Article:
Posttraumatic Stress Disorder is a very common anxiety disorder. In fact, most of the people who are admitted to mental health institutions have PTSD. Recent studies reveal that there is a lifetime risk for PSTD which is set at around 8 percent to 10 percent. Studies also reveal that while many people may be exposed to traumatic events and the likes, not all of them are at risk of having PTSD. Further, experts discovered that women who have been exposed to trauma are more likely to have PTSD than men. Reasons behind this are still subject to further study.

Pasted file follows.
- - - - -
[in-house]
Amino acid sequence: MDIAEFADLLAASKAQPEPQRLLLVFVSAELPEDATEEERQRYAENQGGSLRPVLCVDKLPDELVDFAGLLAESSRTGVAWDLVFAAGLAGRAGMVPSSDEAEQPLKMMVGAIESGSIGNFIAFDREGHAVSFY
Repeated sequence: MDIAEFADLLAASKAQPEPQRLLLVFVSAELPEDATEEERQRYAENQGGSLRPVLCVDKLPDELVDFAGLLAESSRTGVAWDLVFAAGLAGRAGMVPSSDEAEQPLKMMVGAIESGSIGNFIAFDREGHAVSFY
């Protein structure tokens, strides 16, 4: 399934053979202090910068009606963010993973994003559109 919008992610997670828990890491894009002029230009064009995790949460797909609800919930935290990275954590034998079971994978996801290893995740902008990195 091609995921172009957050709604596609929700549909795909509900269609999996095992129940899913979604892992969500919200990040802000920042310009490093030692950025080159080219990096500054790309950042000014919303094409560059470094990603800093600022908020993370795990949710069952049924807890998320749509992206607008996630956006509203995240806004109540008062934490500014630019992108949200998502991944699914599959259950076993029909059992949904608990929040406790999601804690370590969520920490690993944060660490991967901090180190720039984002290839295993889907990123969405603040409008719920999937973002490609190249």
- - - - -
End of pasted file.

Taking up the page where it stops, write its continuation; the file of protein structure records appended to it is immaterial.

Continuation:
Another interesting discovery is that people who have not directly experienced a traumatic event or occurrence are also at risk of having PTSD. A perfect example for this is the September 11 World Trade Center terrorist attack
Aside from experiences of trauma, which may be direct or non-direct, some of the factors that may lead to a person’s susceptibility to PTSD are pre-existing emotional disorders, abuse of illegal substances like drugs and alcohol, a family history of anxiety or depression or other emotional disorders under the same category, or a personal history of abuse, lack of social support, and sleep disorders.